New Orleans,
16:02 PM

Two Adult Dolphins and Calf Rescued After Being Trapped in Drainage Canal in Louisiana

Rescues were a multi-organizational, large scale rescue effort

Dolphin Rescues


On September 29th and 30th, Audubon Coastal Wildlife Network (CWN) and their  partners in the Southeast Region Marine Mammal Stranding Network rescued and released back to the Gulf of Mexico, three dolphins that were trapped in a drainage canal system in Grand Chenier, LA. A mother, her calf and an additional female dolphin were presumed to have been out-of-habitat due to storm surge and coastal flooding from Hurricane Laura.

Due to the challenging conditions of the deep and complex canal system, a large-scale effort was required spanning multiple days. The rescue team was coordinated by NOAA Fisheries and included SeaWorld Orlando and San Antonio, the National Marine Mammal Foundation, L.H. Fenstermaker, and NOAA's Office of Law Enforcement.

Gabriella Harlamert, Audubon Coastal Wildlife Network Marine Mammal and Sea Turtle Stranding, Rescue, and Rehab Coordinator
All three dolphins were safely rescued, transported, and released back into the Gulf of Mexico at Rutherford Beach. We’re thankful to have worked with these great partners to help save these animals. Collaborative efforts such as this are making a positive impact on marine life in Louisiana.

Gabriella Harlamert, Audubon Coastal Wildlife Network Marine Mammal and Sea Turtle Stranding, Rescue, and Rehab Coordinator

Prior to release, the mom and single female were both satellite-tagged to monitor the dolphins post-rescue. The Chicago Zoological Society's Sarasota Dolphin Research Program, funded by the NOAA John H. Prescott Marine Mammal Rescue Assistance Grant Program, provided the tags and will track the trio remotely for the next several weeks to months, which will provide valuable data on the success of the rescue, where these individual dolphins range, and a better understanding of overall dolphin movements in Louisiana.

Audubon and the Marine Mammal Stranding Network have successfully rescued, transported, and released a total of 4 bottlenose dolphins in September that were presumed to be trapped from Hurricane Laura. It is not uncommon for the storm surge and increased coastal flooding associated with hurricanes to cause marine mammals to strand on land or be washed into inland waterways where they are not typically observed, including lakes and canals. Animals may persist in these areas for weeks to months following the hurricane, requiring rescue by trained and authorized responders to return them to their natural habitat.

Harlamert added, "These rescues were made possible due to the public reporting these strandings to CWN. We want to remind the public to report all stranded or out-of-habitat marine mammals and sea turtles (live or dead) to CWN at (504) 235-3005."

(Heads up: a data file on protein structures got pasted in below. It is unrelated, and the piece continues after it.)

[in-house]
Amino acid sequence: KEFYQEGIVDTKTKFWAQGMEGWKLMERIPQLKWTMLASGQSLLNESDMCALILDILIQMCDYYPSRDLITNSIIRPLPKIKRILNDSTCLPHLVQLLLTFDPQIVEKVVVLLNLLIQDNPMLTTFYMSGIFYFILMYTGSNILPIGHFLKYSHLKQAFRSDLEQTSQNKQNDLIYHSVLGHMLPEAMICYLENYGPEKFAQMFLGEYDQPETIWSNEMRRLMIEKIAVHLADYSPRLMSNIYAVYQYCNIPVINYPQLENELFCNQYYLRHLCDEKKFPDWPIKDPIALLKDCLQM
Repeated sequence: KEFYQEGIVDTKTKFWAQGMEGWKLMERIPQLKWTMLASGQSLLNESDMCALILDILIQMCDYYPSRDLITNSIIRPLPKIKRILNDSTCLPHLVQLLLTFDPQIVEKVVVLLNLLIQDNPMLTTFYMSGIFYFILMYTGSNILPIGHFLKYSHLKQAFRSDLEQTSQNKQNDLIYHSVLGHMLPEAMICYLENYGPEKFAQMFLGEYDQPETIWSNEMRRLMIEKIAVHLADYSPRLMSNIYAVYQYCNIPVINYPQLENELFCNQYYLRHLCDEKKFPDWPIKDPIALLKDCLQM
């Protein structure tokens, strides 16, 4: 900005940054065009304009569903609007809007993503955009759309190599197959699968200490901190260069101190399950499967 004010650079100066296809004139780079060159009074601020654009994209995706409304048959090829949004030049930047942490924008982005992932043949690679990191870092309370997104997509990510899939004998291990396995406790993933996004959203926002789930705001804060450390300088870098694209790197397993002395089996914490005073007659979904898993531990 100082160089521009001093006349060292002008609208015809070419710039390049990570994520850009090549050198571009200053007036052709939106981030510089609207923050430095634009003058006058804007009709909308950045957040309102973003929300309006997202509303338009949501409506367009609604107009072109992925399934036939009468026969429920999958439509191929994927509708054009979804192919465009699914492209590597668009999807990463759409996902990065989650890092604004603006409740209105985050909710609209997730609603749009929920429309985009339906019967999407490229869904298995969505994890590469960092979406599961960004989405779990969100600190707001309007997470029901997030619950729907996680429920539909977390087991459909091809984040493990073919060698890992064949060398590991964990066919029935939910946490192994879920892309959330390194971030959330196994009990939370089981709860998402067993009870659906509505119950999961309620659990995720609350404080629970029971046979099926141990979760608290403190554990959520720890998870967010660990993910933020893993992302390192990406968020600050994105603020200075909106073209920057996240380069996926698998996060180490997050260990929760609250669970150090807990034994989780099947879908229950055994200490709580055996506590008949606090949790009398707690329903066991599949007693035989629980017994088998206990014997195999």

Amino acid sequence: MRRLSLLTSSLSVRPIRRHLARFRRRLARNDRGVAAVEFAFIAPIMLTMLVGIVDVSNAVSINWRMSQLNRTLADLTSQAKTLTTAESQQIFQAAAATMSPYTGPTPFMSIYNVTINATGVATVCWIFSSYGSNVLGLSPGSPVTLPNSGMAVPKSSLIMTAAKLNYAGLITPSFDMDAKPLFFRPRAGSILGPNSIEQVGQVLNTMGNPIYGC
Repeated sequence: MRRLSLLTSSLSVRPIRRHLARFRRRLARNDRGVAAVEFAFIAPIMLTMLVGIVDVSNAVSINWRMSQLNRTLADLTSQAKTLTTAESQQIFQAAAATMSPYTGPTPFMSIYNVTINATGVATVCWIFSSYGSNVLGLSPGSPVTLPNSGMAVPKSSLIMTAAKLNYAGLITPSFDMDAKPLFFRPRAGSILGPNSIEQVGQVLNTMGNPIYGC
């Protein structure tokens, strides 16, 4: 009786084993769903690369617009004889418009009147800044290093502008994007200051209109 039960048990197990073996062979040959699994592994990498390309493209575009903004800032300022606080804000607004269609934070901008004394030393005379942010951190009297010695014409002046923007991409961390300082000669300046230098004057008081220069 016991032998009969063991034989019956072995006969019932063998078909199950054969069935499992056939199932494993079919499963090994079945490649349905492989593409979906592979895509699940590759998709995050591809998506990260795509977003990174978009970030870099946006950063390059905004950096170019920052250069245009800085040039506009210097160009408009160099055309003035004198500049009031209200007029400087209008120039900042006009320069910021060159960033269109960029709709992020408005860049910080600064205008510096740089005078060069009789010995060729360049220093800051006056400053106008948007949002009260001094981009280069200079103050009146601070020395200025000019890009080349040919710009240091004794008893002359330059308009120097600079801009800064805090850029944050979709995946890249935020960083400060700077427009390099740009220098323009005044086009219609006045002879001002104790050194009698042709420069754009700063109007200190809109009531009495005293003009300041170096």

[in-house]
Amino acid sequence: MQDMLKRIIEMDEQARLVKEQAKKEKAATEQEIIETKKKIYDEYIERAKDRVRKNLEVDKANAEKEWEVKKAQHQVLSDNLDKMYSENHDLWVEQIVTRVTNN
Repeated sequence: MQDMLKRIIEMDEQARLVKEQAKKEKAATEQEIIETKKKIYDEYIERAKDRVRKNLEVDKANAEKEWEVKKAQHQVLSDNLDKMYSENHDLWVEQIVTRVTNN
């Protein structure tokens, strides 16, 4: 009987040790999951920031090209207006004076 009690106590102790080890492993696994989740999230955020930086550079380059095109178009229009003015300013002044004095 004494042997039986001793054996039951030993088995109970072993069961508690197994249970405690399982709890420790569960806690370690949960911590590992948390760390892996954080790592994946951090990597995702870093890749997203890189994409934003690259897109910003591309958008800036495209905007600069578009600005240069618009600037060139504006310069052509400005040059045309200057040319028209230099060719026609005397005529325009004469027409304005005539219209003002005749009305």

When reporting strandings, the public should be prepared to give:

  • Exact location and/or GPS coordinates
  • Photographs of the animal
  • Nature of the report (type of animal/live or dead/size, etc.)

If you report a live stranded animal please:

  • Put human safety above animal safety. If conditions are dangerous, do not attempt to approach the animal.
  • Keep crowds away and noise levels down to avoid causing stress to the animal
  • Don't push an animal on shore back into the water 
  • If the animal returns to the water on its own, don't attempt to interact with it
  • Leave all entanglements that may be present on the animal

Coordinated by Audubon Nature Institute, CWN serves as NOAA Fisheries' primary Marine Mammal Stranding Network partner in Louisiana for responding to and rehabilitating marine mammals (dolphins, whales).

CWN is committed to the humane care and treatment of injured, ill, or displaced marine animals in Louisiana, and is the only entity in the state responsible for the rehabilitation of live marine mammals and sea turtles. The information CWN collects from stranded animals provides a snapshot into the health of the marine environment and provides a better understanding of threats to marine mammals and sea turtles in the wild.

The public can support Audubon's continued work to protect and preserve the natural world by contributing to the Audubon Recovery Fund, or visiting Audubon Zoo and Audubon Aquarium.


Audubon Nature Institute operates a family of museums, parks and research facilities dedicated to celebrating the wonders of nature. Through innovative live animal exhibits, education programs, and scientific discovery, Audubon makes a meaningful contribution to preserving wildlife for the future. Audubon Nature Institute flagships include Audubon Park, Audubon Zoo, Audubon Aquarium of the Americas, Entergy Giant Screen Theater, Audubon Butterfly Garden and Insectarium, Audubon Louisiana Nature Center, Freeport-McMoRan Audubon Species Survival Center, Woldenberg Riverfront Park and Audubon Wilderness Park. Ron Forman is President and CEO of Audubon Nature Institute.